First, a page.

Alleged hitman in deadly Little Italy shooting sent message about 'contract killing,' Crown says

Alleged hitman in deadly Little Italy shooting sent message about 'contract killing,' Crown says

In a packed courtroom on Monday, the Crown began connecting the dots between alleged hitman Dean Wiwchar and the other three men on trial for the brazen 2012 shooting of Johnnie Raposo.

Clean-shaven and wearing a white button-down and argyle sweater, Wiwchar was stone-faced for much of the day as Crown attorney Andrew Sabbadini showed the jury encrypted messages Wiwchar allegedly sent in the weeks before Raposo was shot and killed on a Little Italy patio on the afternoon of June 18, 2012 — including a message about "contract killing."

The deadly shooting happened while soccer fans gathered to watch a Euro Cup game. Raposo, 35, was shot "four times in the head" by a man dressed as a construction worker on the patio of the Sicilian Sidewalk Café, the Crown told the court on the first day of the trial last week.

The Crown is arguing it was a targeted hit, and part of a plan to steal Raposo's drugs and split the profit.

Along with Wiwchar, Rabih Alkhalil, Nicola Nero and Martino Caputo are each charged with first-degree murder and conspiracy to commit murder in the death of Raposo. The Crown said the three had been involved in a deal with Raposo to import 200 kilograms of cocaine.

'Contract killing...that's my bizness'

On Monday, with Det. Sgt. Matthew Hodges of the Niagara Regional Police Service in the witness box, Sabbadini ran through various texts allegedly sent by Wiwchar to the other three men and other unknown recipients.

Niagara police intercepted those communications as part of a covert operation called Project Ink, which was tracking cocaine trafficking in Ontario.

"Contract killing ... that's my bizness (sic)," reads one message Wiwchar allegedly sent under an alias to an unknown recipient, later saying his minimum fee is "100 k."

In another, he allegedly said, "I need to go clap this goof."

Sabbadini asked Hodges what he thought that meant. "I would say that that means to shoot," the detective told the court.

Hodges also outlined Vancouver police surveillance footage from June 2012, where police observed Wiwchar — who lived in the B.C. city — using several different phones that were later found inside the taxi the alleged hitman was travelling in when he was arrested in Toronto on June 21 that year.

Hodges explained that the footage of Wiwchar's movements lined up with the encrypted text messages he was allegedly sending during the same time frames.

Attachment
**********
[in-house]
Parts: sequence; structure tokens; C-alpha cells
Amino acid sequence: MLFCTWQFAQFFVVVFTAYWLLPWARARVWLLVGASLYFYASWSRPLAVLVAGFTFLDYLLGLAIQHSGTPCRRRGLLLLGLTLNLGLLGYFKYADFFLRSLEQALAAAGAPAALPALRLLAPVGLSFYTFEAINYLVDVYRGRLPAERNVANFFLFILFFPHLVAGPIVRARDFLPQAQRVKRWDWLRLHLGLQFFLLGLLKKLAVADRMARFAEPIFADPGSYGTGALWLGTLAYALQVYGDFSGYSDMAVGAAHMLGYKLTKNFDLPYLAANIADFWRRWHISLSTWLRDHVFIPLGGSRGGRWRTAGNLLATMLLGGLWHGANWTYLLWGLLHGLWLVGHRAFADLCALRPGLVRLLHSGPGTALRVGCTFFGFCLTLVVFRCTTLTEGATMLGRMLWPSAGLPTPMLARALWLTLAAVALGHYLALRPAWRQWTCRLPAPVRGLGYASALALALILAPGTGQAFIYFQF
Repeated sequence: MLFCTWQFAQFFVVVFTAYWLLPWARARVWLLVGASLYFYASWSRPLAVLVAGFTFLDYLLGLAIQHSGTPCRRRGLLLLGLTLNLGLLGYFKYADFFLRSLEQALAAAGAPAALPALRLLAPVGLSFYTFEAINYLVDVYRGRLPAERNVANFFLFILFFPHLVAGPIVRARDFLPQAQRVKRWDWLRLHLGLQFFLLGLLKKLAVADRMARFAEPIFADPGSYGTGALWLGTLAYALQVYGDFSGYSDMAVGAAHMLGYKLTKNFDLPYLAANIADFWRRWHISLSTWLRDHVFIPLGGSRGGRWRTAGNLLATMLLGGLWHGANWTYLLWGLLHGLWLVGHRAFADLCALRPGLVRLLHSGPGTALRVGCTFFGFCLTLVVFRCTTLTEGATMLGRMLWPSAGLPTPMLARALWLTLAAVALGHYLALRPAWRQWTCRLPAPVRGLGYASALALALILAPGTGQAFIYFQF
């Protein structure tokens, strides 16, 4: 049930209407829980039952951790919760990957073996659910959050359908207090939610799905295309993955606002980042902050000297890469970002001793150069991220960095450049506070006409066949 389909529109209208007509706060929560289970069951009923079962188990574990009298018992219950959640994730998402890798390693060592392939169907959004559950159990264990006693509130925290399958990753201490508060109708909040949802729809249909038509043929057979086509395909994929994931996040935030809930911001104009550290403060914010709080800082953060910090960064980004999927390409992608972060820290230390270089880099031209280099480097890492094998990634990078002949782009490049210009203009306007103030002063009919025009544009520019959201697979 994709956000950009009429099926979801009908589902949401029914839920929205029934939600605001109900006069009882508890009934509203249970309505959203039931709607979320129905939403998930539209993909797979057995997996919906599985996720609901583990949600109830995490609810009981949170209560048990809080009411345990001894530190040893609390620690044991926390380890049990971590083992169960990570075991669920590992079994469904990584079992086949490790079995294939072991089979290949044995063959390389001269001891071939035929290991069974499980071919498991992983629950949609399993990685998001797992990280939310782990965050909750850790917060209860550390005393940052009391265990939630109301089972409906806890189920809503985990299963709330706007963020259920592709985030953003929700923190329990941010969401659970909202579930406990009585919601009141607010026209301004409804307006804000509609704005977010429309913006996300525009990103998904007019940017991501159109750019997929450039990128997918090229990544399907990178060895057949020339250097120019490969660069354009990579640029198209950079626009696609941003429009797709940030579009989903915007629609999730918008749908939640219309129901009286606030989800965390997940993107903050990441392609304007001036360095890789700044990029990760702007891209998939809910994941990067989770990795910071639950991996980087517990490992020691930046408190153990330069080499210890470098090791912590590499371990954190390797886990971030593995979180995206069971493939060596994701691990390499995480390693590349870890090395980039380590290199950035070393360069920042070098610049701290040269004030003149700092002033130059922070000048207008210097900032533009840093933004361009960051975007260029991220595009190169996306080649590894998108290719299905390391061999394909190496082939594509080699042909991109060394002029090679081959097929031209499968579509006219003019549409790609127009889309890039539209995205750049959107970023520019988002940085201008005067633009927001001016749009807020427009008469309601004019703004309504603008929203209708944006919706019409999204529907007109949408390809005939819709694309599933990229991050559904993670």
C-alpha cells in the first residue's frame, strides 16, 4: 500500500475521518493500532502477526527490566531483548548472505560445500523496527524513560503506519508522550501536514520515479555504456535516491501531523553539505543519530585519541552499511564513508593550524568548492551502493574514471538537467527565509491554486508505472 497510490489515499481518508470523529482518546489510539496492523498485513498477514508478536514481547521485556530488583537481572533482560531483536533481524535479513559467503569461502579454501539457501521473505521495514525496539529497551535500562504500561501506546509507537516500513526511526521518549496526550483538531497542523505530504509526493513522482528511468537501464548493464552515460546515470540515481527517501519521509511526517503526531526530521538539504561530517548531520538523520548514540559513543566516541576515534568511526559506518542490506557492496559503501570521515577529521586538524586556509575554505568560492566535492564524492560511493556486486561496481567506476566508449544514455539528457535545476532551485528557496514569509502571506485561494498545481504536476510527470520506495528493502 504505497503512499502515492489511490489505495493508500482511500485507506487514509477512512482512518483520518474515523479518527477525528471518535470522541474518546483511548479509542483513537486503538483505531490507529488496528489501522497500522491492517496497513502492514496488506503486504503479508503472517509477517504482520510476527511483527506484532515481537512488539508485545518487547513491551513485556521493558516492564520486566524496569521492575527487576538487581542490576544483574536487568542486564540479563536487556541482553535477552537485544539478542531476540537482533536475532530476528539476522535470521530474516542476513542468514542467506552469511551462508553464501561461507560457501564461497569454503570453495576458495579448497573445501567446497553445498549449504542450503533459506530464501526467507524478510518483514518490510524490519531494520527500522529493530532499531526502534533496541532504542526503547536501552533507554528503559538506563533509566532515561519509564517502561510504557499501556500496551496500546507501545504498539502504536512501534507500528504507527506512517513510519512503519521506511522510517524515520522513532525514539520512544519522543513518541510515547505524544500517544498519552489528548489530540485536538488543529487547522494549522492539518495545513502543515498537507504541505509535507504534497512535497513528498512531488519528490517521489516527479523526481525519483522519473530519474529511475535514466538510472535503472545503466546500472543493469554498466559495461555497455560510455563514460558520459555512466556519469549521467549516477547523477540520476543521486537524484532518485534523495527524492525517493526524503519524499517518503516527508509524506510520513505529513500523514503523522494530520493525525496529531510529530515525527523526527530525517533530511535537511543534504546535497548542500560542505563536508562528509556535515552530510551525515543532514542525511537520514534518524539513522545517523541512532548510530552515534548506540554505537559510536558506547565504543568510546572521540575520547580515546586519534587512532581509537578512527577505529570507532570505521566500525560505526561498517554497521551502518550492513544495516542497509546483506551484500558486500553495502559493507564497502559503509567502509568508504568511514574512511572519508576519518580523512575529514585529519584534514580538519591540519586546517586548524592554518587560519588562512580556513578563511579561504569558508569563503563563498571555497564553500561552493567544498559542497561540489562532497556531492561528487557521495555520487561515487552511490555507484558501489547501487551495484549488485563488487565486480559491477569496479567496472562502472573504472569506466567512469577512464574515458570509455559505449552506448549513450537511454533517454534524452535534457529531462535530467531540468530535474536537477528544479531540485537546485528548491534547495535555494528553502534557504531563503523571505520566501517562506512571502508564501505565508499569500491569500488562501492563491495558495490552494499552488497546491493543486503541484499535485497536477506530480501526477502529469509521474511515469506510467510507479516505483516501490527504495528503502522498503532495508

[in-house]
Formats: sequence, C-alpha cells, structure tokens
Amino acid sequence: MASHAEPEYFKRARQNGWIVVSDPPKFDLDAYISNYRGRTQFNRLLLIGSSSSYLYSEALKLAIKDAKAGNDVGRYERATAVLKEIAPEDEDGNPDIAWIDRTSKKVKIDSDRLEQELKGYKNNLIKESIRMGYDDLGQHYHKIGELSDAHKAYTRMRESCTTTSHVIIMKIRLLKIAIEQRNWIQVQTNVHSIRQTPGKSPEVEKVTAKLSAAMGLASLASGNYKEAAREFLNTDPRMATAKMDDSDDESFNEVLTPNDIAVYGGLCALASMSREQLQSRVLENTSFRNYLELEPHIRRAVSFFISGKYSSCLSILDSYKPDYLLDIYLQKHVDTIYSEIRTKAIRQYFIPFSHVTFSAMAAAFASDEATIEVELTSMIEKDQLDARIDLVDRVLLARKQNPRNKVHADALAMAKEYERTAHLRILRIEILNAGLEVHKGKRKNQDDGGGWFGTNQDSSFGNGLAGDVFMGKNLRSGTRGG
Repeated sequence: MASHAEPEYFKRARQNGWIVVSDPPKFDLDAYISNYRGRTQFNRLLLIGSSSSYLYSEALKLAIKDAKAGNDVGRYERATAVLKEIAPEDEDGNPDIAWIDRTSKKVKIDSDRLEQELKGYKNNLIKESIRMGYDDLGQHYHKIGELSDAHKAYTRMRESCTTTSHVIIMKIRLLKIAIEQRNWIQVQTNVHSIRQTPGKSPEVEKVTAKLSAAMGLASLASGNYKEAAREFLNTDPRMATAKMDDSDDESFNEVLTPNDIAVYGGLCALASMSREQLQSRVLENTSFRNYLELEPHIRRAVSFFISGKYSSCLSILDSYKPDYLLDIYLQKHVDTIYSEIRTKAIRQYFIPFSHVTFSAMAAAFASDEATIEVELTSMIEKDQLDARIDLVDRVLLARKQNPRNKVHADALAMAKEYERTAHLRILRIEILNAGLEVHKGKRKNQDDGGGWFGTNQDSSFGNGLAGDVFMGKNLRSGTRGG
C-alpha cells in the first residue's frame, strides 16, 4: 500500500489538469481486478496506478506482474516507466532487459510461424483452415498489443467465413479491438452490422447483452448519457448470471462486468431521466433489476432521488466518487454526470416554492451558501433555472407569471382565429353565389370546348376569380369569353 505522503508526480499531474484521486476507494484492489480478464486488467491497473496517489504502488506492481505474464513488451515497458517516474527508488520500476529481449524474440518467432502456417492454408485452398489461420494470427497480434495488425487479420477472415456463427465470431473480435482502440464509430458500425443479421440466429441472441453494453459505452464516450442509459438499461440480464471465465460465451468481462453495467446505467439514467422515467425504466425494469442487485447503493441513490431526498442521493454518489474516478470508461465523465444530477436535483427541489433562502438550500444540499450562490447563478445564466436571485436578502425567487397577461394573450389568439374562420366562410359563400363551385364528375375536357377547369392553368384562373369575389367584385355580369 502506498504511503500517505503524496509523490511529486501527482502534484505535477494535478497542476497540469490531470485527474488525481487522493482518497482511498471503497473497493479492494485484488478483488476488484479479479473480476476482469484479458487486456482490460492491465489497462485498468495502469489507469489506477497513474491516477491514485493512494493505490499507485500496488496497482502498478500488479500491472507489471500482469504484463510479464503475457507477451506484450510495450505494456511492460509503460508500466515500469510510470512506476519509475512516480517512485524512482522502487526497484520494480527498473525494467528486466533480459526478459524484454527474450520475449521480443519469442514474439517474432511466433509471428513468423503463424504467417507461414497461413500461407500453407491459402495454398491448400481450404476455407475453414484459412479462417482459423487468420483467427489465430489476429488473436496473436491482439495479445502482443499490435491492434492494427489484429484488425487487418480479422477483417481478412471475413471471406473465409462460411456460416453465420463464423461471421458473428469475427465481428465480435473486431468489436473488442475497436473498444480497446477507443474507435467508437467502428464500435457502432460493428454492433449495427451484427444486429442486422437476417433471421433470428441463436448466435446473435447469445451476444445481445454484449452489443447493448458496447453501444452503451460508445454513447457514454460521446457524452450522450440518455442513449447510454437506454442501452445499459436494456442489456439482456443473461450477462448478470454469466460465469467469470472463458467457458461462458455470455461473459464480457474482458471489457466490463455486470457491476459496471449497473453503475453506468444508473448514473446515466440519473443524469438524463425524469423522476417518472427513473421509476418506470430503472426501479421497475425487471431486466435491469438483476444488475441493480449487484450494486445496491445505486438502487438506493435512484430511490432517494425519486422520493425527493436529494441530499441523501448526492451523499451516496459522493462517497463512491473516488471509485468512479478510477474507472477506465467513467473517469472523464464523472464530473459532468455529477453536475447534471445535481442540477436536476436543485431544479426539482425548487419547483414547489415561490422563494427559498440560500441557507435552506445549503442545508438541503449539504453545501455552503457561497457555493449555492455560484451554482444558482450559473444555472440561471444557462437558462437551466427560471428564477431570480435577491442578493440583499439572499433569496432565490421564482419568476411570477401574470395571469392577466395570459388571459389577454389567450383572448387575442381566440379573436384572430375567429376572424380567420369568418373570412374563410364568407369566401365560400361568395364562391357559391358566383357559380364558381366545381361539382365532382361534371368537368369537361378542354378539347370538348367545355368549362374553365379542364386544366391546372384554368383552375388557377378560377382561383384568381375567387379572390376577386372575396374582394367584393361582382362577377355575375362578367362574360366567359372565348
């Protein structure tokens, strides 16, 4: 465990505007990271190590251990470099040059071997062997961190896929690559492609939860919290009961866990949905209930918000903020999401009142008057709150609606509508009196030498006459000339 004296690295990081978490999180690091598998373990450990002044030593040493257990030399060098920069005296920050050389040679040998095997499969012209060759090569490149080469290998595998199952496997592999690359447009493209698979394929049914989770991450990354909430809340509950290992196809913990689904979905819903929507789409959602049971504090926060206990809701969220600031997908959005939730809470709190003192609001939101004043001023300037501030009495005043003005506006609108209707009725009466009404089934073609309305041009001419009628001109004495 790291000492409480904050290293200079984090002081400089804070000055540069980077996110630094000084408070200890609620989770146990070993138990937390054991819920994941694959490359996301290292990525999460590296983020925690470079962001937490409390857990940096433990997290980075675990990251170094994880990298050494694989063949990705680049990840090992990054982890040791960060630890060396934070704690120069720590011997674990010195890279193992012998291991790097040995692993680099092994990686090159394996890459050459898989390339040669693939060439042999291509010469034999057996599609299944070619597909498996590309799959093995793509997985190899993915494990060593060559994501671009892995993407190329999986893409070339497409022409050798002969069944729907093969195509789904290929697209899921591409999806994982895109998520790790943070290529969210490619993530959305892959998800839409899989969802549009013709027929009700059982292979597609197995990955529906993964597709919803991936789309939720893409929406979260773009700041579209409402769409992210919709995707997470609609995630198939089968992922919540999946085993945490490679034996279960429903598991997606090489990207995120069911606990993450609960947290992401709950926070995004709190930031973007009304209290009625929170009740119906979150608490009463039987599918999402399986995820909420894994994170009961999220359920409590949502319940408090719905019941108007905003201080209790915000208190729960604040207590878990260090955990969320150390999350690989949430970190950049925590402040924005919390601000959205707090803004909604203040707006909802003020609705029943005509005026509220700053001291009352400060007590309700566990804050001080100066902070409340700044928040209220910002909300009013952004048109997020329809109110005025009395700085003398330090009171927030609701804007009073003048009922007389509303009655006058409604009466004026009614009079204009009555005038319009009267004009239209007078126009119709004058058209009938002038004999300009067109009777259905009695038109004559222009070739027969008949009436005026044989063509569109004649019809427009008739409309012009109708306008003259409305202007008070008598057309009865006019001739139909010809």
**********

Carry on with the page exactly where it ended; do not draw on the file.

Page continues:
In other messages allegedly from Wiwchar under various aliases, the Crown said he talked about being watched by a police surveillance team, and sent a profanity-laden message about figuring out travel plans to Toronto.

The Crown previously said a hardhat, construction vest, and skin-coloured face masks were among the items found in Wiwchar's home in the days that followed Raposo's slaying.

Earlier searches of Wiwchar's other home in Surrey, B.C. had uncovered a cache of firearms as well as wigs, liquid latex skin, theatrical makeup, fake moustaches and beards and other items, the Crown said.

The Crown also said more than $60,000 in cash was found in bundles in his pockets, his luggage and his parents' home in Stouffville, just north of Toronto, where Wiwchar went three days after the shooting.

Wiwchar allegedly wrote phone memo about Raposo

Other messages shown to the court were allegedly between Alkhalil, Nero and Caputo — all using aliases — with topics ranging from the purity of a cocaine shipment to questions about obtaining firearms.

In another instance, Alkhalil sent someone a message saying, "Zelda first degree murder," which was referring to an alias used by Wiwchar, Hodges alleged.

"We know that Mr. Wichar was arrested on June 21, 2012 for first degree murder, and a PGP message coincides on the same day saying Zelda first degree murder," he said.

Sabbadini and Hodges also talked about an alleged memo in one of Wiwchar's multiple phones, which contained the name "Johnny," details about Raposo's black BMW, and the address of the Sicilian Sidewalk Café where Raposo was shot.

The trial continues on Thursday and is expected to take 10 weeks. All four men pleaded not-guilty.